Top U.S. general in Afghanistan said thousands more troops needed for fight against Taliban
The top U.S. commander in Afghanistan said Thursday that he needs several thousand more troops to help Afghan government forces break a stalemate with the Taliban less than a year after President Obama drew down American forces.
Gen. John W. Nicholson Jr. told the Senate Armed Services Committee that more troops are needed to help train Afghanistan’s military and police forces as they battle Taliban insurgents, Islamic State militants and other militias.
“We have a shortfall of a few thousand,” he said. He said the troops could come from the United States or other countries in the international coalition in Afghanistan.
President Trump said little about America’s longest war, now in its 16th year, during the campaign last year or since taking office. He has spoken far more often about U.S. military efforts to defeat Islamic State in Iraq and Syria, where the militants have steadily lost ground over the last year.
Nicholson, commander of U.S. and North Atlantic Treaty Organization forces in Afghanistan, oversees about 6,300 NATO troops from 38 countries in addition to U.S. troops.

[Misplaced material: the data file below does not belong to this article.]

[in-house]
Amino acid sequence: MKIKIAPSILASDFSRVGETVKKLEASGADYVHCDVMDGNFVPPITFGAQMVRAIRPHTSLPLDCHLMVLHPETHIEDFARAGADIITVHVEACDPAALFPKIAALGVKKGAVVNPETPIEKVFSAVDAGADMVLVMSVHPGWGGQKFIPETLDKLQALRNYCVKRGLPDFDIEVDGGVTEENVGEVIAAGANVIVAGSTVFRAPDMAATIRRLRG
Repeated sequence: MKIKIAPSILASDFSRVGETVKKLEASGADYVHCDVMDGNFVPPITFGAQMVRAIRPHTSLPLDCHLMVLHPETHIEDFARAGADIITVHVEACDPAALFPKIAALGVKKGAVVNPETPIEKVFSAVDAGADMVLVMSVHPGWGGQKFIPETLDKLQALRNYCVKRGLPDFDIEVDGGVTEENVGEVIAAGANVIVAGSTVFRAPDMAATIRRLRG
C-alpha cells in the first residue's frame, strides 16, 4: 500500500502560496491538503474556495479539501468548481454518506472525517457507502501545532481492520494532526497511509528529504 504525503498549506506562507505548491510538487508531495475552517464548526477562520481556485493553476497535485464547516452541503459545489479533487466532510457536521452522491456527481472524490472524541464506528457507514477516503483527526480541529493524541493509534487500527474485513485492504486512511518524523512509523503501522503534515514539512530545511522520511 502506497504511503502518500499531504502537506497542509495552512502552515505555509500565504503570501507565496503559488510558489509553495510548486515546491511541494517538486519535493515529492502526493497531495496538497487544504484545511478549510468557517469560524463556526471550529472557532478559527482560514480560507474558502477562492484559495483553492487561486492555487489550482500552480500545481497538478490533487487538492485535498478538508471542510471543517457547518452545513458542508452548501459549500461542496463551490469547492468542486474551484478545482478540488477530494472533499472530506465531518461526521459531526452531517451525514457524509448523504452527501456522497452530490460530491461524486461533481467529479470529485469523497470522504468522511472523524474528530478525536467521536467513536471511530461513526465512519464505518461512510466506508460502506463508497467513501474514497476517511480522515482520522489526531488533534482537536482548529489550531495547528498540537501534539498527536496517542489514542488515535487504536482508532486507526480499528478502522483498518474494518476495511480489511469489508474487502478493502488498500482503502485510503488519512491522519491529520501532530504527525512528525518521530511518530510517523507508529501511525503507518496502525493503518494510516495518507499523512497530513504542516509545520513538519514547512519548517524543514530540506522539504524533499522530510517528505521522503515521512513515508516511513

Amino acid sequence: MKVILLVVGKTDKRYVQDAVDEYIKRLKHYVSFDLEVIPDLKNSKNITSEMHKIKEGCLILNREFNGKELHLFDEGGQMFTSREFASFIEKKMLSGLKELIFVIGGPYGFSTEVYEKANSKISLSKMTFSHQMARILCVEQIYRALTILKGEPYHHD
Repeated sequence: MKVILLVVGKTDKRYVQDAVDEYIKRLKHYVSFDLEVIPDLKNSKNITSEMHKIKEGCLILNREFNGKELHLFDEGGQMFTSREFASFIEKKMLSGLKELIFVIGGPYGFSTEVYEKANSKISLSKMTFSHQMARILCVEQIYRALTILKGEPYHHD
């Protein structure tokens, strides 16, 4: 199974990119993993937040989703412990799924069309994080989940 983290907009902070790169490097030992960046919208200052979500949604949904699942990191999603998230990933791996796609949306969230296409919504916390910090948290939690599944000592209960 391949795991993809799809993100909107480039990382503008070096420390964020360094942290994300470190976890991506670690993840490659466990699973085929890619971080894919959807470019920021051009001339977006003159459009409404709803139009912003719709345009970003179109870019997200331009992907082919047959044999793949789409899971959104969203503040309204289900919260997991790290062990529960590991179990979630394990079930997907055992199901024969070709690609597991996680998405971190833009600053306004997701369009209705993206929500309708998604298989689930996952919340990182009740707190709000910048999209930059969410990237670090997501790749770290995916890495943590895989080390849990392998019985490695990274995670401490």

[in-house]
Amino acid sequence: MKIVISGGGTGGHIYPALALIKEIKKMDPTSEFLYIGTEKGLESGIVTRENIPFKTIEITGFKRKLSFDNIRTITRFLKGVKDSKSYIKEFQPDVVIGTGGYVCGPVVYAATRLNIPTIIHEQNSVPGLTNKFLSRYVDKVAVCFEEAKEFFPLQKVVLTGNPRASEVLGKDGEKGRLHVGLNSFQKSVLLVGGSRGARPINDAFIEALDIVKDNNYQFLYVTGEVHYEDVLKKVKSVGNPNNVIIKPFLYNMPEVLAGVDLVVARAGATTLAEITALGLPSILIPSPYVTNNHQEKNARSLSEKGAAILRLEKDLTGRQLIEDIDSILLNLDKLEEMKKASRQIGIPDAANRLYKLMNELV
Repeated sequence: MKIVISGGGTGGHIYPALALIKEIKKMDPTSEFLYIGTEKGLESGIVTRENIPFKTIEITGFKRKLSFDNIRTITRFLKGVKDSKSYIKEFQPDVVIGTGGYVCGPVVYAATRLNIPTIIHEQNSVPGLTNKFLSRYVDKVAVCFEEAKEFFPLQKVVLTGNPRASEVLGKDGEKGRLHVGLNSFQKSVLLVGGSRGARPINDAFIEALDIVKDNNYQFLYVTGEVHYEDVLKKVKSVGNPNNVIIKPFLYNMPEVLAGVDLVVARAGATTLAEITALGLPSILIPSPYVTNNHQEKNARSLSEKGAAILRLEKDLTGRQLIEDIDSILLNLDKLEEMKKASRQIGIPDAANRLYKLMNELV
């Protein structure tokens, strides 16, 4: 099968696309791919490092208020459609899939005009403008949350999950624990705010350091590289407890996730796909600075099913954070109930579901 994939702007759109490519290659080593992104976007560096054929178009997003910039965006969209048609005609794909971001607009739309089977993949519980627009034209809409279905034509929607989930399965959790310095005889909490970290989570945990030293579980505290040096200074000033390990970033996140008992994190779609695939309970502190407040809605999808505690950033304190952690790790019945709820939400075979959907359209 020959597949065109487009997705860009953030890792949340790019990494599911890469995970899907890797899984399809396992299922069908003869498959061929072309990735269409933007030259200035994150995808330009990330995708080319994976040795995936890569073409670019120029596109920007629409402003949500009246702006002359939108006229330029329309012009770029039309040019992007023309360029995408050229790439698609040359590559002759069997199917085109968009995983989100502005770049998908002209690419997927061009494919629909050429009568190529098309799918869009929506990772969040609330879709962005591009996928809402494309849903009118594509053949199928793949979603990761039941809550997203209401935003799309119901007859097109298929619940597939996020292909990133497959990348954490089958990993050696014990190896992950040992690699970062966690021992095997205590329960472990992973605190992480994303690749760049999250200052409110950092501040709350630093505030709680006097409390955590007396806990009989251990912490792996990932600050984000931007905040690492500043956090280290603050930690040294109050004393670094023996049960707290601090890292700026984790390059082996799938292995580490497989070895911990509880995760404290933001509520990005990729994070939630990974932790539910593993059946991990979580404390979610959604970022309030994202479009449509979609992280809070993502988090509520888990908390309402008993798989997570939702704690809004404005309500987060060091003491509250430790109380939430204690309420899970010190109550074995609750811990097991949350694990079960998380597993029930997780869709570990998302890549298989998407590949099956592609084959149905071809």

“Our Afghan partners have been sustaining very significant losses,” Nicholson said. “And I'm not sure that's sustainable.”
Nicholson also said Russia was “legitimizing” the Taliban by creating a “false narrative” that the fundamentalist Sunni Muslims insurgents are fighting Islamic State militants, who are also Sunni Muslims, in Afghanistan.
He said Iran continues to arm and fund Shiite Muslim fighters in Afghanistan.
"When we look at Russian and Iranian actions in Afghanistan, I believe that... they're trying to undermine the United States and NATO and prevent this strong partnership that we have with the Afghans in the region," he added. - Latimes